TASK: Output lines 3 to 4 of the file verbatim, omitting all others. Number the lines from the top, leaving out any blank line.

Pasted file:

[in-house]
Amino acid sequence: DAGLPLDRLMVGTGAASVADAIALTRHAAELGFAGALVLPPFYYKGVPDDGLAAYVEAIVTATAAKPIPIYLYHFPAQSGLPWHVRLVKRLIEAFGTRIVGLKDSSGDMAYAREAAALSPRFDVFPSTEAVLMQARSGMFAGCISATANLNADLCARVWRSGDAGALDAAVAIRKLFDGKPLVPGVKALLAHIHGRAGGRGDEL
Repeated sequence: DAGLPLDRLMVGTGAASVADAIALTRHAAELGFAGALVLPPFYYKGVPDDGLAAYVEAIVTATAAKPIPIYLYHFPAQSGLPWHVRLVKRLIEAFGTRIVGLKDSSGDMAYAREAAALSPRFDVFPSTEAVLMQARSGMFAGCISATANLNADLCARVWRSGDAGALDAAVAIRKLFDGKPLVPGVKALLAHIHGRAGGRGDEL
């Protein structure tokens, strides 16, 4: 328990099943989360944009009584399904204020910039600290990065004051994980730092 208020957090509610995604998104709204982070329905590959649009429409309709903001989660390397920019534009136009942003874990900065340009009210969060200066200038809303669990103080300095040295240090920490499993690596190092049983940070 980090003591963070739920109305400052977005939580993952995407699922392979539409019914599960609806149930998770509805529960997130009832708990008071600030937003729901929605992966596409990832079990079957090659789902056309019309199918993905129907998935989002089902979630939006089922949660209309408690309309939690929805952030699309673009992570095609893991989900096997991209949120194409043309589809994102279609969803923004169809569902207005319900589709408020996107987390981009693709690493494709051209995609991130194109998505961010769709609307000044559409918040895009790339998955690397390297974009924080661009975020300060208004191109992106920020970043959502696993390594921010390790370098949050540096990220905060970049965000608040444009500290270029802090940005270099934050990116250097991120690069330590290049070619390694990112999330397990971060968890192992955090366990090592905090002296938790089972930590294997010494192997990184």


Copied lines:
Repeated sequence: DAGLPLDRLMVGTGAASVADAIALTRHAAELGFAGALVLPPFYYKGVPDDGLAAYVEAIVTATAAKPIPIYLYHFPAQSGLPWHVRLVKRLIEAFGTRIVGLKDSSGDMAYAREAAALSPRFDVFPSTEAVLMQARSGMFAGCISATANLNADLCARVWRSGDAGALDAAVAIRKLFDGKPLVPGVKALLAHIHGRAGGRGDEL
């Protein structure tokens, strides 16, 4: 328990099943989360944009009584399904204020910039600290990065004051994980730092 208020957090509610995604998104709204982070329905590959649009429409309709903001989660390397920019534009136009942003874990900065340009009210969060200066200038809303669990103080300095040295240090920490499993690596190092049983940070 980090003591963070739920109305400052977005939580993952995407699922392979539409019914599960609806149930998770509805529960997130009832708990008071600030937003729901929605992966596409990832079990079957090659789902056309019309199918993905129907998935989002089902979630939006089922949660209309408690309309939690929805952030699309673009992570095609893991989900096997991209949120194409043309589809994102279609969803923004169809569902207005319900589709408020996107987390981009693709690493494709051209995609991130194109998505961010769709609307000044559409918040895009790339998955690397390297974009924080661009975020300060208004191109992106920020970043959502696993390594921010390790370098949050540096990220905060970049965000608040444009500290270029802090940005270099934050990116250097991120690069330590290049070619390694990112999330397990971060968890192992955090366990090592905090002296938790089972930590294997010494192997990184």